The general advice I give to young people is to follow their passion. That’s a pretty common answer to a question like this, but I really do think people do their best work when they are doing something they really care about and have a genuine interest in. I think of computing and the analytical mindset that it provides as being useful in pursuing a number of career paths.
The advice I give to my students when they are considering making a job decision is to go to the place where they think they will learn the most and make the biggest difference (in a broad sense). A career isn’t just defined by one’s first job, but is really about the kind of impact someone can have in the long term. Finding opportunities to learn as much as possible along the journey helps to create more opportunities for greater impact in the future. Especially given the pace at which computing evolves, it’s important to have a real commitment to life-long learning in this field.
~ Mehran Sahami
Do only what only you can do.
~ Edsger W. Dijkstra, on how to select a topic for research
I discovered that this strategy of finding and setting short-term deadlines for myself would work wonders in keeping me focused throughout the rest of my Ph.D. years. Without self-imposed deadlines, it becomes easy to fall into a rut and succumb to chronic procrastination.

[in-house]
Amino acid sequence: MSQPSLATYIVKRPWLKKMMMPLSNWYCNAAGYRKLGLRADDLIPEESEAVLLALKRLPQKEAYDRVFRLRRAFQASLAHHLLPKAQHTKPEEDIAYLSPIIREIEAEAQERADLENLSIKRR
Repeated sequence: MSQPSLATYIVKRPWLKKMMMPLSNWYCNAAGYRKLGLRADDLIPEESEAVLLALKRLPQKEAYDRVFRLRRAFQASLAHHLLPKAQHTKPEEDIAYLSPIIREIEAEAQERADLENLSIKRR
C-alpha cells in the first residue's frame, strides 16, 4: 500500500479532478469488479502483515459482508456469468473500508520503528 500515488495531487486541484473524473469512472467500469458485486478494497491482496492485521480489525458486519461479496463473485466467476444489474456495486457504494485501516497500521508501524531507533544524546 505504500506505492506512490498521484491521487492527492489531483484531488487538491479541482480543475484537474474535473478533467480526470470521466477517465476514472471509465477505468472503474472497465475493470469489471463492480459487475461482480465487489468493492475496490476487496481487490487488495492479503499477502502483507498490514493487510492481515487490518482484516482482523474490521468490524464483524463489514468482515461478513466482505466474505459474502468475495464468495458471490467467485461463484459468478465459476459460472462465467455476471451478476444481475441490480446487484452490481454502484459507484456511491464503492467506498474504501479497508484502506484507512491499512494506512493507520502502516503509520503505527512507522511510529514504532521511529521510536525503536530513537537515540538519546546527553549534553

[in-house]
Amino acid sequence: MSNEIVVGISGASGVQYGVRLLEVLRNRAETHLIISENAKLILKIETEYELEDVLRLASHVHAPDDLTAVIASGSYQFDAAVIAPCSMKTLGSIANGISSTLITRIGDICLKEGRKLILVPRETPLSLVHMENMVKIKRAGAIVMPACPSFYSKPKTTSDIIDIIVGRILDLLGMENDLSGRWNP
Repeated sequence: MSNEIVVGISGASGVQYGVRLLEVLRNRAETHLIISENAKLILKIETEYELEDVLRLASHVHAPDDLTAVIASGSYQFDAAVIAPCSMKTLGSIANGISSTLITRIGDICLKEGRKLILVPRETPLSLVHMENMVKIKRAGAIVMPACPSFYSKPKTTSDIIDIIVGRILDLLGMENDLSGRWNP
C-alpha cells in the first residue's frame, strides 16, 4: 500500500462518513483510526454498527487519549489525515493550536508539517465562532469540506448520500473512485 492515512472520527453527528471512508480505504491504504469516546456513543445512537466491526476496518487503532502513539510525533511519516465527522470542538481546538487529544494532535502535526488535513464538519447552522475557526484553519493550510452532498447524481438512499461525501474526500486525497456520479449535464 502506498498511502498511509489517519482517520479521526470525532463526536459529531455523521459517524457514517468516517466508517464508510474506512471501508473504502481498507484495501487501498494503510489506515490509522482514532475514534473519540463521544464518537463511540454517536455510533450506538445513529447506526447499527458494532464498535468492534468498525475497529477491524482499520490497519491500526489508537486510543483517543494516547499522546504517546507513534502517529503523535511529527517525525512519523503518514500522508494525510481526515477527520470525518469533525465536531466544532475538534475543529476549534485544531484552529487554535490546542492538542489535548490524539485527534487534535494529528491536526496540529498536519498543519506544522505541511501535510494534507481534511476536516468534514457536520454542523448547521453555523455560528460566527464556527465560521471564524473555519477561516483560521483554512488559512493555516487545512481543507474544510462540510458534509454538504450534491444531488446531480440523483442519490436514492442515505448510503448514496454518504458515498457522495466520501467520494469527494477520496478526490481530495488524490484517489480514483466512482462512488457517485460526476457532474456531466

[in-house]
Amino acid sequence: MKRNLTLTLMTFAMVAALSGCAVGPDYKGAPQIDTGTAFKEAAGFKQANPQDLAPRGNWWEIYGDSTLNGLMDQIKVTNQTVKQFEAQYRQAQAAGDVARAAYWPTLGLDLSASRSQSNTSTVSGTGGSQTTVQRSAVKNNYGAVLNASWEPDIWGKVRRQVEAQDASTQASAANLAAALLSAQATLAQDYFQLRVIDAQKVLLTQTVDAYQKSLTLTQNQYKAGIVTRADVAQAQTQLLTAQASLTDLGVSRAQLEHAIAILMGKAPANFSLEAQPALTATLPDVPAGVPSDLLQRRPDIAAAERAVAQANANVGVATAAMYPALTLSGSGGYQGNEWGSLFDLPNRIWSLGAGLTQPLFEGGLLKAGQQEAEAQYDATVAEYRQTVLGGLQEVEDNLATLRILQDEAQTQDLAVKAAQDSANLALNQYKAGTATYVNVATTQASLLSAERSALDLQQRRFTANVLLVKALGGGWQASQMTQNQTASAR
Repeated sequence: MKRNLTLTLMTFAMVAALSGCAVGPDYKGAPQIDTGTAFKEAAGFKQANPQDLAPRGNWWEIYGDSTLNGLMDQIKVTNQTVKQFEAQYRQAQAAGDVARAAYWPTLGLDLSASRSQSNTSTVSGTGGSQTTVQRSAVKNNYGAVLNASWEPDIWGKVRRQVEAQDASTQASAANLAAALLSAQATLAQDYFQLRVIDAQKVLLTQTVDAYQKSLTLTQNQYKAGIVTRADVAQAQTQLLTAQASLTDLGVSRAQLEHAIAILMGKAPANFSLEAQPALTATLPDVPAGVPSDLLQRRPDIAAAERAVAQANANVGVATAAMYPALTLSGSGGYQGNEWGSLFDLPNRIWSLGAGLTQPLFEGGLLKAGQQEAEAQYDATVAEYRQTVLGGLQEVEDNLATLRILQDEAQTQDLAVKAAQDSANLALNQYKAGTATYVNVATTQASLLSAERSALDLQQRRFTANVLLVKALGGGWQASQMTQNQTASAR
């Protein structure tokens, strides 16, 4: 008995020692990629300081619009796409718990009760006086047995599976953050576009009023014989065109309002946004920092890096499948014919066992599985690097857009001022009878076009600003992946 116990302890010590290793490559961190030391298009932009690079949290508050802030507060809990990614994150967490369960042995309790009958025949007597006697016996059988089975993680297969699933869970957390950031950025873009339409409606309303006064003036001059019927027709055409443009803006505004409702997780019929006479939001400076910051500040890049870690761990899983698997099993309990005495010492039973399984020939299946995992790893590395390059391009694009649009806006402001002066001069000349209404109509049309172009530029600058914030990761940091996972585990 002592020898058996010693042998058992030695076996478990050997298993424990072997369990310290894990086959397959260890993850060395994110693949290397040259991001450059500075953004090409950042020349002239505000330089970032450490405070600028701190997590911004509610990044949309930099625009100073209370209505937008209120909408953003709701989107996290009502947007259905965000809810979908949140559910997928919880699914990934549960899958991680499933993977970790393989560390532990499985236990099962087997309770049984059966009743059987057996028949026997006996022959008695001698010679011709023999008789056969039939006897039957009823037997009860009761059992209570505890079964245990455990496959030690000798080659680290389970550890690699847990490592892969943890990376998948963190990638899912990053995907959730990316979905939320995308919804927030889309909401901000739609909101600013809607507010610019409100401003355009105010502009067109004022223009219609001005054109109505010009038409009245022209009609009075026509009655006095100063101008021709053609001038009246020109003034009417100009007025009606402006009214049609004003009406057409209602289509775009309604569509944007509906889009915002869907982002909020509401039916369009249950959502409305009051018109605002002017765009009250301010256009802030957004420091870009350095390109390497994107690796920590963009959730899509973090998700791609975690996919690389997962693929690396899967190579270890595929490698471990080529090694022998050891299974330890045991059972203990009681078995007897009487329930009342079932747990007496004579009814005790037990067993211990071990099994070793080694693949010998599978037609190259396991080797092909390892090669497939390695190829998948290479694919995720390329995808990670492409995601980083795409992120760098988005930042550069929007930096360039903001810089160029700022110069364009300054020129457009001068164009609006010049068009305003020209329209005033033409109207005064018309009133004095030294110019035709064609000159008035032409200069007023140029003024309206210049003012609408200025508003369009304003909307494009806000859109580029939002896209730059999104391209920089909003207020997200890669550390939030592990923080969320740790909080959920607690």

~ Philip Guo, The Ph.D. Grind
When I was here studying to get my Ph.D. and I was taking something called the theory qualifier, which I can definitively say is the second worst thing in my life after chemotherapy.
~ Randy Pausch
And I basically became a day-a-week consultant for Imagineering, and I did that for about ten years. And that’s one of the reasons you should all become professors. Because you can have your cake and eat it too.
~ Randy Pausch
The best way to predict the future is to invent it.
~ Alan Kay
Computer Science is no more about computers than astronomy is about telescopes.
~ Edsger W. Dijkstra
For me, the first challenge for computing science is to discover how to maintain order in a finite, but very large, discrete universe that is intricately intertwined. And a second, but not less important challenge is how to mould what you have achieved in solving the first problem, into a teachable discipline: it does not suffice to hone your own intellect (that will join you in your grave), you must teach others how to hone theirs. The more you concentrate on these two challenges, the clearer you will see that they are only two sides of the same coin: teaching yourself is discovering what is teachable.
~ Edsger Dijkstra